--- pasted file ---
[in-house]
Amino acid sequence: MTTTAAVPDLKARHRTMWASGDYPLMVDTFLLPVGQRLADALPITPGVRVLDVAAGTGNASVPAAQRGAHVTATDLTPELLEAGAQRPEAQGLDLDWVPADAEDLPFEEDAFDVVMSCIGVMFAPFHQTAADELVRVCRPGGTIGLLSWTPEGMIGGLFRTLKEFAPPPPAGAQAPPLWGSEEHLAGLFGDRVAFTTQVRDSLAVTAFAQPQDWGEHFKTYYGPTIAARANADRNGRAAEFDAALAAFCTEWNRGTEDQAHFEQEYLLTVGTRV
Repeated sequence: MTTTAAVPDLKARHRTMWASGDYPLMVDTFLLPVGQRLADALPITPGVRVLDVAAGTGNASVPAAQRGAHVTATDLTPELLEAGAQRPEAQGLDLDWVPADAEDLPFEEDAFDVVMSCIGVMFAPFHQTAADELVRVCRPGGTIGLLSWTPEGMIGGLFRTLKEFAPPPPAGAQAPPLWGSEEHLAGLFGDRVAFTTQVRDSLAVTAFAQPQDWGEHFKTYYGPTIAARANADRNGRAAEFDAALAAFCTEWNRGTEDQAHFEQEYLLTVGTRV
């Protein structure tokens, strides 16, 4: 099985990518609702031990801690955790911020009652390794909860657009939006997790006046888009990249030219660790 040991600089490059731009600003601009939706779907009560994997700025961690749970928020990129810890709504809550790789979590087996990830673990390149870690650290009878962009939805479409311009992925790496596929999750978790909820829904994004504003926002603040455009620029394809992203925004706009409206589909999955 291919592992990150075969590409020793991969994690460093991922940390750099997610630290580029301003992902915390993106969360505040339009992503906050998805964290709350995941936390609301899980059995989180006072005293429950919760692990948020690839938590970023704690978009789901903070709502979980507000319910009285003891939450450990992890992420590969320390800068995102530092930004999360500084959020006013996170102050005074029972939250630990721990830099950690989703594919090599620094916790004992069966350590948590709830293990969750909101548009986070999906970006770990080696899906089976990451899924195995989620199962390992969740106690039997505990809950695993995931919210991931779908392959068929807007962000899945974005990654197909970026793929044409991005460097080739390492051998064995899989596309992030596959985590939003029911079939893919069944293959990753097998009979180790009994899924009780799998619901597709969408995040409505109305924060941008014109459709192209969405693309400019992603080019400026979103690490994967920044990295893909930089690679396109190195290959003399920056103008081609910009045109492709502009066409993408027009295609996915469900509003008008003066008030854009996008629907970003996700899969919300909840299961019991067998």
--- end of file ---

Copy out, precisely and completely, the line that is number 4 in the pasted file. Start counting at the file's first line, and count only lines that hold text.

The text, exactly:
């Protein structure tokens, strides 16, 4: 099985990518609702031990801690955790911020009652390794909860657009939006997790006046888009990249030219660790 040991600089490059731009600003601009939706779907009560994997700025961690749970928020990129810890709504809550790789979590087996990830673990390149870690650290009878962009939805479409311009992925790496596929999750978790909820829904994004504003926002603040455009620029394809992203925004706009409206589909999955 291919592992990150075969590409020793991969994690460093991922940390750099997610630290580029301003992902915390993106969360505040339009992503906050998805964290709350995941936390609301899980059995989180006072005293429950919760692990948020690839938590970023704690978009789901903070709502979980507000319910009285003891939450450990992890992420590969320390800068995102530092930004999360500084959020006013996170102050005074029972939250630990721990830099950690989703594919090599620094916790004992069966350590948590709830293990969750909101548009986070999906970006770990080696899906089976990451899924195995989620199962390992969740106690039997505990809950695993995931919210991931779908392959068929807007962000899945974005990654197909970026793929044409991005460097080739390492051998064995899989596309992030596959985590939003029911079939893919069944293959990753097998009979180790009994899924009780799998619901597709969408995040409505109305924060941008014109459709192209969405693309400019992603080019400026979103690490994967920044990295893909930089690679396109190195290959003399920056103008081609910009045109492709502009066409993408027009295609996915469900509003008008003066008030854009996008629907970003996700899969919300909840299961019991067998």